The worst, having shot all of these scenes of “A decent factory” in Shenzhen and hearing from this factory management that there was no way I could use my material. Even if I finally decided to not respect their will.

. How do you see the evolution of Asian doc production ?

I can see great films coming especially from China, with  both  amazing stories and very creative forms and I think this is just a start.

. Have you done cooperation / coproduction in or with Asia ?

Yes. On a co-production side, I did myself initiate with Ryota Kotani from NHK a series called TOKYO MODERN about Tokyo for NHK, directed by four european Filmmakers (Sean Mc Allister, Pirio Onkasalo, Jill Coulon and Byamba Sakhya).
This was a very successful experience which hopefully will be reproduced. (Article in The Japan Times)

. You could the same about other Asian Cities

Why not. I think this could be quite interesting to develop this concept.

. Do you remember a doc from Asia you have specially appreciated ?

secret-of-my-success

I did not see “Last Train home“, but one of my favourite films is “The secret of my succes” which tells the story of 2 candidates at local elections in a remote North Eastern Chinese village. Its about a mayor and his opponent doing a campaign in the countryside. Its a fantastic comedy. BBC 4 / Storyville webpage. (The doc was shown on BBC 4, in 2002.)

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I also appreciated a lot another doc “Please, vote for me“. One of the 10 docs of the “democraty” collection from BBC Storyville. It tells the story of an elementary school in the city of Wuhan in central China, where eight-year old children compete for the position of Class Monitor. It is also a film about “democracy” in China. (film website, BBC web page and Trailer)

. You have a project about Bhutan. are you looking for Asian partners (coproducers) ?

Yes i have this project but it’s  a bit early to speak about it. I might pitch it soon in an international Forum.

Interview by mail, on Sunday 12 December 2010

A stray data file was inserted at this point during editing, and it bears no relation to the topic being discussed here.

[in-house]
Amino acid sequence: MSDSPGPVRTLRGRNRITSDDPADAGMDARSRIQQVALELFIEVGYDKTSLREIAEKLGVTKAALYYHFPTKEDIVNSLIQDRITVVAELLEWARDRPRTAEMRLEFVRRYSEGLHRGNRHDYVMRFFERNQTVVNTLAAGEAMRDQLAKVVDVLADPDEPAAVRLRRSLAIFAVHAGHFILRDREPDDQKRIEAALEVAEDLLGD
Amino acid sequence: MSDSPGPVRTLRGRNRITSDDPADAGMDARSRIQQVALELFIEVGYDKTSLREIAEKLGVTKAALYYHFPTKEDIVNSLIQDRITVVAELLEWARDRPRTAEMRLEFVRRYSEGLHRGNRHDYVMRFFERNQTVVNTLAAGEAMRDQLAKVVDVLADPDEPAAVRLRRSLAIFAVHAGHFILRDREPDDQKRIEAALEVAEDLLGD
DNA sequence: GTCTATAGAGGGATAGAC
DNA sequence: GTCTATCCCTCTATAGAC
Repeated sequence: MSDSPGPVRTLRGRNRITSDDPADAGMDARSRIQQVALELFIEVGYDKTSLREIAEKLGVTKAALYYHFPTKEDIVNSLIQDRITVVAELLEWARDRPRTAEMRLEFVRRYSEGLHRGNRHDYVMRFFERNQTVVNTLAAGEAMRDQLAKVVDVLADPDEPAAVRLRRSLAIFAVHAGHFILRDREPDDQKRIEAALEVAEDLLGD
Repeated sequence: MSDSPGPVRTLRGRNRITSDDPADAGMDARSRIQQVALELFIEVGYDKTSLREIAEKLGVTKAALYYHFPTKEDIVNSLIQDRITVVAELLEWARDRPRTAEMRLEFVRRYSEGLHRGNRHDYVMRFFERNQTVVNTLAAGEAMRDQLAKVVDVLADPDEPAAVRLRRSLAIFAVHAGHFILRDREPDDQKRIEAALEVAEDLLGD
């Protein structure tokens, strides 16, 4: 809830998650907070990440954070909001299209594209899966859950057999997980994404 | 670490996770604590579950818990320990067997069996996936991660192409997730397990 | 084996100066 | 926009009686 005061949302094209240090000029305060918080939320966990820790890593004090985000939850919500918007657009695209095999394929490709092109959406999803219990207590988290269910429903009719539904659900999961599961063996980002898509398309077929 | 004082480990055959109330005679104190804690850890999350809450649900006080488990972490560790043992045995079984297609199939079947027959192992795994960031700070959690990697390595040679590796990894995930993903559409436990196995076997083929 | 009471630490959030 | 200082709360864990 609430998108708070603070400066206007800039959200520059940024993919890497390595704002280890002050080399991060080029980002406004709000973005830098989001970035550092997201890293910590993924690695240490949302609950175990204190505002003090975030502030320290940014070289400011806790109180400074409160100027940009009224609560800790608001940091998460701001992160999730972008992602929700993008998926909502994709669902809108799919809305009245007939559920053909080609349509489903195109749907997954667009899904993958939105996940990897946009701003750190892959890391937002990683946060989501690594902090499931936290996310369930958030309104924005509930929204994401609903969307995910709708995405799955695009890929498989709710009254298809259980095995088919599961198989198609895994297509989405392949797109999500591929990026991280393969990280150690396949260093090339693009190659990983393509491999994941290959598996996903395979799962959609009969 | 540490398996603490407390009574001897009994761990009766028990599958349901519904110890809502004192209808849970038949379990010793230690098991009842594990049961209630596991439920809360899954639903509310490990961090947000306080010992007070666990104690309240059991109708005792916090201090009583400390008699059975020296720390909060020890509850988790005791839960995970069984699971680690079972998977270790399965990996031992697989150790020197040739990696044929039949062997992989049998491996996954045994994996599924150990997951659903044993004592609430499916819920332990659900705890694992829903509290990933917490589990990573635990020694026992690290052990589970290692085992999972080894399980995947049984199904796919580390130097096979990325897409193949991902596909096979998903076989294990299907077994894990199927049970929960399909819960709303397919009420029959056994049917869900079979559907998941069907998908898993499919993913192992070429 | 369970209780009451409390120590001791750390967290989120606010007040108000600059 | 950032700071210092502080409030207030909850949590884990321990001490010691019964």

About Thomas Balmes

Personal website with bio, filmography and pressreview.

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Asian filmography

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. “Maharadjah Burger” (1997) (presentation)

A film directed by Thomas Balmès (Director, Author, Director of Photography, Producer)

Length 52′

Production: Quark Productions – TBC Productions – CANAL+

Story : This film takes a wry look at the cultural confrontation of East and West, as reflected in attitudes towards the cow. In India, the cow is revered and cared for well beyond its prime. We see a hospice where cows spend their last days in comfort. When the BBC reports on the mass slaughter of cows due to mad cow disease, the Indians are appalled. One suggests that the British send their sick and old cows to India for caretaking. When MacDonalds opened up in New Delhi, featuring the Maharajah Burger, there was outrage at this affront. To many Indians it is a symbol of Western cultural imperialism – Western greed undermining traditional values in India. One elderly maharajah hopefully observes that the Indian culture has survived thousands of years and will not succumb to this latest onslaught.

Awards: Grand prix des indépendants aux rencontres Media Nord-Sud 98 de Genève, Grand prix Brazil International Festival of Environmental Films 2000
Trailer and Clip

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. “Christ comes to the Papuans” (2001)

A film directed by Thomas Balmès (Director, Author, Director of Photography, Producer)
« Christ comes to the Papuans » is a full length documentary made from « Waiting for Jesus » and the « Gospel according to the Papuans ».
Year of Production : 2001
Length : 83′
Production : TBC Productions, Canal +, Les Films d’Ici, Millenium Films
Story : The Huli tribe is one of the largest among 950 tribes of Papua New Guinea. They live in one of the most remote parts of the island and saw the first Whites, Methodist missionaries, arrive in 1955. Since then, these missionaries have had to compete with other hundred churches to convert the most Papuans as possible. If women could see baptism as a way of enjoying a new recognition, the same was not true for men. For them, baptism meant giving up polygamy, tribal warfare and most of heir traditions. We followed the last weeks preceding the baptism of old Huli warriors, led by their chief Ghini, who had just destroyed the ancestorís house to build a church in its place to prepare their baptism.